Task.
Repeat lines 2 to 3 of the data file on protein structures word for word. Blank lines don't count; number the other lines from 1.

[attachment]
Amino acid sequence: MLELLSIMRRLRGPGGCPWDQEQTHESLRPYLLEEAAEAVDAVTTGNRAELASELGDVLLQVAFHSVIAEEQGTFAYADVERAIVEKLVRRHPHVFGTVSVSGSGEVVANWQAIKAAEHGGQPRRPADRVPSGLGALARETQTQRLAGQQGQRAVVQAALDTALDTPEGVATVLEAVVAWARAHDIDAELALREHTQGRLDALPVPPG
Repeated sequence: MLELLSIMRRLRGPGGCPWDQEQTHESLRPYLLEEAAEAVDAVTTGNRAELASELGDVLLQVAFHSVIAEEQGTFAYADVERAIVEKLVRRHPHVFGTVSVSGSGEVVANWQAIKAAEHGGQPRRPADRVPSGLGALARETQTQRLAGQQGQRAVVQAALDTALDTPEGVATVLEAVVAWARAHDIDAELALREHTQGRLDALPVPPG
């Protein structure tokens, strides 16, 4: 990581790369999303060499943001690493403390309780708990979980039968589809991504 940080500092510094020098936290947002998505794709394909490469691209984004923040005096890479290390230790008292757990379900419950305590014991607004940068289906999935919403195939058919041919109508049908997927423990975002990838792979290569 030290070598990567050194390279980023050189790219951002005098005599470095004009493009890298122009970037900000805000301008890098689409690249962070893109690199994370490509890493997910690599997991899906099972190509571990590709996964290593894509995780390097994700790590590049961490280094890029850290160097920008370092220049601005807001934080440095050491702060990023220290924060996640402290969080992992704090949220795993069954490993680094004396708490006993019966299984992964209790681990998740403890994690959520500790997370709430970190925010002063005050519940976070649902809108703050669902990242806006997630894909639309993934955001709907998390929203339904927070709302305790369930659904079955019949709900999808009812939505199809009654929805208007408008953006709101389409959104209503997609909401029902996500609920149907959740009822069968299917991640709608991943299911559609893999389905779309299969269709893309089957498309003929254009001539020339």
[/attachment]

Repeated sequence: MLELLSIMRRLRGPGGCPWDQEQTHESLRPYLLEEAAEAVDAVTTGNRAELASELGDVLLQVAFHSVIAEEQGTFAYADVERAIVEKLVRRHPHVFGTVSVSGSGEVVANWQAIKAAEHGGQPRRPADRVPSGLGALARETQTQRLAGQQGQRAVVQAALDTALDTPEGVATVLEAVVAWARAHDIDAELALREHTQGRLDALPVPPG
């Protein structure tokens, strides 16, 4: 990581790369999303060499943001690493403390309780708990979980039968589809991504 940080500092510094020098936290947002998505794709394909490469691209984004923040005096890479290390230790008292757990379900419950305590014991607004940068289906999935919403195939058919041919109508049908997927423990975002990838792979290569 030290070598990567050194390279980023050189790219951002005098005599470095004009493009890298122009970037900000805000301008890098689409690249962070893109690199994370490509890493997910690599997991899906099972190509571990590709996964290593894509995780390097994700790590590049961490280094890029850290160097920008370092220049601005807001934080440095050491702060990023220290924060996640402290969080992992704090949220795993069954490993680094004396708490006993019966299984992964209790681990998740403890994690959520500790997370709430970190925010002063005050519940976070649902809108703050669902990242806006997630894909639309993934955001709907998390929203339904927070709302305790369930659904079955019949709900999808009812939505199809009654929805208007408008953006709101389409959104209503997609909401029902996500609920149907959740009822069968299917991640709608991943299911559609893999389905779309299969269709893309089957498309003929254009001539020339």